Still Able to Help

Matthew 8:26-27 “Then he got up and rebuked the winds and the waves, and it was completely calm. The men were amazed and asked, ‘What kind of man is this? Even the winds and waves obey him!’”

One of the hang-ups people have about Jesus is his obvious humanity. It bothered so many of his contemporaries. They knew his parents and watched him grow up. He grew tired from his work. They ate and drank with him. The day came when their whips and thorns and spikes tore at his skin and he bled.

Jesus called himself humble and gentle. But then he claimed the authority to forgive sins. He seemed to put his teaching ahead of Moses. He claimed to know Abraham personally. He called himself the “I Am.” Modern day Rabbi Jacob Neusner looks at Jesus’ claims and asks the question that also bothered his contemporaries, “Just who does Jesus think he is, anyway–God?”

The rabbi is on to something. It is for our comfort, to gain our confidence, that Jesus shows himself to us as a man. He belongs to our family and calls us “brother” and “sister.” He is able to sympathize with our weaknesses, because he experienced them. Colds and flu and fever–his body had to fight them just like ours. If the fish hadn’t quite been cooked through, or the milk had been warm a little too long, he might be up all night with vomiting and dry heaves just like us. If playmates made fun of him, when Pharisees mocked or accused him, the rejection stung. He did not shield himself from our pain with his power. He embraced it, because he wants us to know that he gets it. He is one of us.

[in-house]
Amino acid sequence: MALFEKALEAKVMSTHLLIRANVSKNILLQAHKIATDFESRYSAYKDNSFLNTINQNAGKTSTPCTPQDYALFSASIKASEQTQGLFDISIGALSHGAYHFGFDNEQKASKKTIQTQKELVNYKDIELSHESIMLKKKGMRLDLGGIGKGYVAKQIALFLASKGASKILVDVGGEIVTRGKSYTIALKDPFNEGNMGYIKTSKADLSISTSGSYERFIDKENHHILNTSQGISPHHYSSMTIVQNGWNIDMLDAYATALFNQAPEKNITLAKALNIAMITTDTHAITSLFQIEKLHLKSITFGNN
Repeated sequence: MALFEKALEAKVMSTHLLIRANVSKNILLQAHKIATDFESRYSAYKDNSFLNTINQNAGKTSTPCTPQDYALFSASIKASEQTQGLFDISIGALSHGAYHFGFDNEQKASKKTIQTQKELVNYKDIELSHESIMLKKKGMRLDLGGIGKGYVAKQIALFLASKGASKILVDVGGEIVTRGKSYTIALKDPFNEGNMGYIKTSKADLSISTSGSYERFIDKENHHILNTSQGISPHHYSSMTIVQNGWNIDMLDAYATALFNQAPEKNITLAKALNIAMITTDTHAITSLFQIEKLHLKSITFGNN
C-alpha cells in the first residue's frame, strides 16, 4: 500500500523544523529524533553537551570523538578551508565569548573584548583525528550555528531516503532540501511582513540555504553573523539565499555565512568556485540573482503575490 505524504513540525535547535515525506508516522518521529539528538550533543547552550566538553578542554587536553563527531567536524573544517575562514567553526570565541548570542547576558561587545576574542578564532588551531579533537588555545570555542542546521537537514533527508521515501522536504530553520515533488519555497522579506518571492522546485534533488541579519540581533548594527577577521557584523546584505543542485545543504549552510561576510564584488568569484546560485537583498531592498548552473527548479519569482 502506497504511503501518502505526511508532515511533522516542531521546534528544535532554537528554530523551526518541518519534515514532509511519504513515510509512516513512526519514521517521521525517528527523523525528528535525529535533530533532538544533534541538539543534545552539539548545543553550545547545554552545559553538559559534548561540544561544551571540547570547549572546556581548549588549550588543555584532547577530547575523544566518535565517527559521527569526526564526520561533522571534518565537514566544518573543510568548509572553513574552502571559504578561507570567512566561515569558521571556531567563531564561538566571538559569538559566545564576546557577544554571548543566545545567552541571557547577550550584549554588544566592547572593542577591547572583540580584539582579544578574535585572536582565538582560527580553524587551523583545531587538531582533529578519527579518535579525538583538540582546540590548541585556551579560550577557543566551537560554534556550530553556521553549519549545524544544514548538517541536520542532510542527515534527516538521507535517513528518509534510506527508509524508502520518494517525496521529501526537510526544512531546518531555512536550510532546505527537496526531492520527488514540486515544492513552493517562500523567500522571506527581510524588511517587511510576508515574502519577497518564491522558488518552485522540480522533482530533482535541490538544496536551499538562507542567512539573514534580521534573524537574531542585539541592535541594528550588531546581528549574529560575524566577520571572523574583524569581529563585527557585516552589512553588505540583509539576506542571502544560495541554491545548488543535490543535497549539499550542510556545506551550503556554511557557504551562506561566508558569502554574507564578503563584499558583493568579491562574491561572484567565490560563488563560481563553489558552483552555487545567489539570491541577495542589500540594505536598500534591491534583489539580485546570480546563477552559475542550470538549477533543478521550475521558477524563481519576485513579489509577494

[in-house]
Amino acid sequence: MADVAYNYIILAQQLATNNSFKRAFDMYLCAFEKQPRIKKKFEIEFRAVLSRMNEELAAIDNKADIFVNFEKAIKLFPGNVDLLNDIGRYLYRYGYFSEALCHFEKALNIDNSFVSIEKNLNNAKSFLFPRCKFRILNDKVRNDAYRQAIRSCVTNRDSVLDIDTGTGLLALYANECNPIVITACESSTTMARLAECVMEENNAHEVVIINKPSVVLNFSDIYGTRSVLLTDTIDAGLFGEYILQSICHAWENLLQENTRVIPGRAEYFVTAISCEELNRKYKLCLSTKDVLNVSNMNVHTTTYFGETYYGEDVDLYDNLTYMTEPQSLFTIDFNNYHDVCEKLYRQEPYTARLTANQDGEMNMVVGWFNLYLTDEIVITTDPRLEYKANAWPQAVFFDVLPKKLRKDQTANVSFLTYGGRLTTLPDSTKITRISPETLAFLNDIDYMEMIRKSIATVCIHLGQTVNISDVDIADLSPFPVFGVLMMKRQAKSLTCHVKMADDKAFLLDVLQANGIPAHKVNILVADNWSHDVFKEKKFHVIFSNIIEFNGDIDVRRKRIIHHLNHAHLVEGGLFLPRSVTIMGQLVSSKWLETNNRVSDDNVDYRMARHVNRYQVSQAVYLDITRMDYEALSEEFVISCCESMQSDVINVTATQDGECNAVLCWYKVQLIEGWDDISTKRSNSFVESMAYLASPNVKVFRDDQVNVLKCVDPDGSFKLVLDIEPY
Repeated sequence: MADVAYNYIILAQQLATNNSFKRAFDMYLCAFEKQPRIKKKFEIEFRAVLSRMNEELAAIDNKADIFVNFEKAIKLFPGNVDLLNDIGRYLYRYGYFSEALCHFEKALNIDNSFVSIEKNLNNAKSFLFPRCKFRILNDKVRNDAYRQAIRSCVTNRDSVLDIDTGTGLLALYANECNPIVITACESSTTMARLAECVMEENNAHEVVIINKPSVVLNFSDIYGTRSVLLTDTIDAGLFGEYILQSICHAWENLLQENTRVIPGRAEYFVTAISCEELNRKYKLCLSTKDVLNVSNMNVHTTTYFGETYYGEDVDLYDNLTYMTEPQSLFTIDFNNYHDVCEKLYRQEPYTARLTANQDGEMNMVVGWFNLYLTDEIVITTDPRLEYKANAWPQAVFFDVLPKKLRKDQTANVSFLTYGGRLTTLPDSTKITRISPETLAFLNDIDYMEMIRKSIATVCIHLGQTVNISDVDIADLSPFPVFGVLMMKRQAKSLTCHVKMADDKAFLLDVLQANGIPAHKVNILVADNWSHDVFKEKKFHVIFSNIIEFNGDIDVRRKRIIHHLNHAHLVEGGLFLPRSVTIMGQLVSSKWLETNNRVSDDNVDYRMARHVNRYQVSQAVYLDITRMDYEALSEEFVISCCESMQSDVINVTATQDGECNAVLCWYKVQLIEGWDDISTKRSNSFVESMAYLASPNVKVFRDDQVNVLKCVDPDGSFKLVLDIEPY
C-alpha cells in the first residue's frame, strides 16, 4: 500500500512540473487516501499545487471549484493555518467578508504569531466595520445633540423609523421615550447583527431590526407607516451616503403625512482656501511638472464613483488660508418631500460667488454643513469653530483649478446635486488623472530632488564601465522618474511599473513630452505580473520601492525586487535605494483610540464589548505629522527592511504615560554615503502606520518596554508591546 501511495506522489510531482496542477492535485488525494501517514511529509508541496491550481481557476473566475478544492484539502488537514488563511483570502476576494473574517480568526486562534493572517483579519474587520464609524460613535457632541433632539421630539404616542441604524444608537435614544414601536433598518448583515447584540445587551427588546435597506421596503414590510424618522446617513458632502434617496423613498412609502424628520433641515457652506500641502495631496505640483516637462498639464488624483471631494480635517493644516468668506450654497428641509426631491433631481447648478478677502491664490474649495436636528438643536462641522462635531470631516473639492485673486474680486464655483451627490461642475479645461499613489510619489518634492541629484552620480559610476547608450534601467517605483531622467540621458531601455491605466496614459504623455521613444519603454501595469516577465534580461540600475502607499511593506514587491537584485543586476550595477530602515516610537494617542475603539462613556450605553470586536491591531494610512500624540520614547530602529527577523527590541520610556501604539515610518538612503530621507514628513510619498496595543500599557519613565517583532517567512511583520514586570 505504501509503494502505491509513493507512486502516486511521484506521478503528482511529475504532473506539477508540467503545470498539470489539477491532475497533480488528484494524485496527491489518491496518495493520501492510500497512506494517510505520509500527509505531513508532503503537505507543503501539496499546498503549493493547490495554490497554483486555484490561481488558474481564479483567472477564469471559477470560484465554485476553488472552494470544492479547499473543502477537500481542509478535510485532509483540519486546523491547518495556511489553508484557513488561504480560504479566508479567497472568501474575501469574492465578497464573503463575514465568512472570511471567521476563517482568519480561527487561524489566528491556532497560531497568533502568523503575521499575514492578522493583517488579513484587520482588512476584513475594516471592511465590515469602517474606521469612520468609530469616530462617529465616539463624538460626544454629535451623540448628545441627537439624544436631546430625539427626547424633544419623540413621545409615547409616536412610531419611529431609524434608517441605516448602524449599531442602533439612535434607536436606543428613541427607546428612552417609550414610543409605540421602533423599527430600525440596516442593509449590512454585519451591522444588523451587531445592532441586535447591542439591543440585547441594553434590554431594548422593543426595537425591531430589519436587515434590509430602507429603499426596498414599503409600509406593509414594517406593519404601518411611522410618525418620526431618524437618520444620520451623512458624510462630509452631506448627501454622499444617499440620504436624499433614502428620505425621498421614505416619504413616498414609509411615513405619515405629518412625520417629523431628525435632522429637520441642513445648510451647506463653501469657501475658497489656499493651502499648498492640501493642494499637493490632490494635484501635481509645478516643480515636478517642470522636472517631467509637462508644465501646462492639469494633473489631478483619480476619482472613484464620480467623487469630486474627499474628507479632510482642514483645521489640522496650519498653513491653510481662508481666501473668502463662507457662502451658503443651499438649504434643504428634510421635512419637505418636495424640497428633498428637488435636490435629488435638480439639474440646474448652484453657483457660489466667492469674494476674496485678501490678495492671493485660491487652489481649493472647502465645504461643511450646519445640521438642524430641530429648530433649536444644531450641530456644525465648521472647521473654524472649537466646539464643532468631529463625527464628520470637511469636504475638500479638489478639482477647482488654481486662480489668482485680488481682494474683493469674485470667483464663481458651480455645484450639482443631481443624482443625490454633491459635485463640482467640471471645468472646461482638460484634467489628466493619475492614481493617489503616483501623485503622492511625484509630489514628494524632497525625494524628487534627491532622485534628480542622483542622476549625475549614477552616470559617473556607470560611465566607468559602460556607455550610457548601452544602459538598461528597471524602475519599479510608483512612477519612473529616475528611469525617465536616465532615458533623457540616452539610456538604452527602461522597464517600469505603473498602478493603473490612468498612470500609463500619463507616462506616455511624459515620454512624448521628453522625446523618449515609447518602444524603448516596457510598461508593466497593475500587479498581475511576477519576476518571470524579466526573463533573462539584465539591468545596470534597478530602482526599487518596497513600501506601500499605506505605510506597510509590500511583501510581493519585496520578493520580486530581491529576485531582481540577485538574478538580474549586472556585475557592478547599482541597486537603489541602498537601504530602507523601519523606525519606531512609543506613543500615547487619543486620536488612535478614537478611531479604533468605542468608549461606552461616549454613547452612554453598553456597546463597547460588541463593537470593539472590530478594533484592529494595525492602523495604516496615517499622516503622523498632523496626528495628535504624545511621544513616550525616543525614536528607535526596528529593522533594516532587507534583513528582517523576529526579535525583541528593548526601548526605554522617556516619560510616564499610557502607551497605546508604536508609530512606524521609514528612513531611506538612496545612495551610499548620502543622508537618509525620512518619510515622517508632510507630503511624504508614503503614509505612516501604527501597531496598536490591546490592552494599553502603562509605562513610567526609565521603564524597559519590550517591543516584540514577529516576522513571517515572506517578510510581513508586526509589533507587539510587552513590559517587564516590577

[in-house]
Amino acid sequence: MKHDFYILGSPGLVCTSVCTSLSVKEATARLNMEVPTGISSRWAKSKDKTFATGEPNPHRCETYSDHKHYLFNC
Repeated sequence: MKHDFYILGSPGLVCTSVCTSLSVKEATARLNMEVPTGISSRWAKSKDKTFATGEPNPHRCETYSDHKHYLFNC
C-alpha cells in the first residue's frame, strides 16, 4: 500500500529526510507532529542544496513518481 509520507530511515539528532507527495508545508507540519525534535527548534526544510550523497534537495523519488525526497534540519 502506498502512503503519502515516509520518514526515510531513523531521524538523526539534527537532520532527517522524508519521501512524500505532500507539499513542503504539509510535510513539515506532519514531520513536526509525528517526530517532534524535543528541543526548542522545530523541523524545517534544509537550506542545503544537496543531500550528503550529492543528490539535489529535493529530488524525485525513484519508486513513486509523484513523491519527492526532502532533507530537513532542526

So here he is in the storm with the others, soaked to the skin, chilled to the bone. He is probably clinging to the rails or the seats or the mast so that he doesn’t fall out. He orders the wind to stop and it obeys. He speaks to the sea and it answers with a great calm. This is the work of a god, your God. Just because he is also a man doesn’t mean he can’t work wonders. He still can. You can trust him. He will save you. He is more than us.

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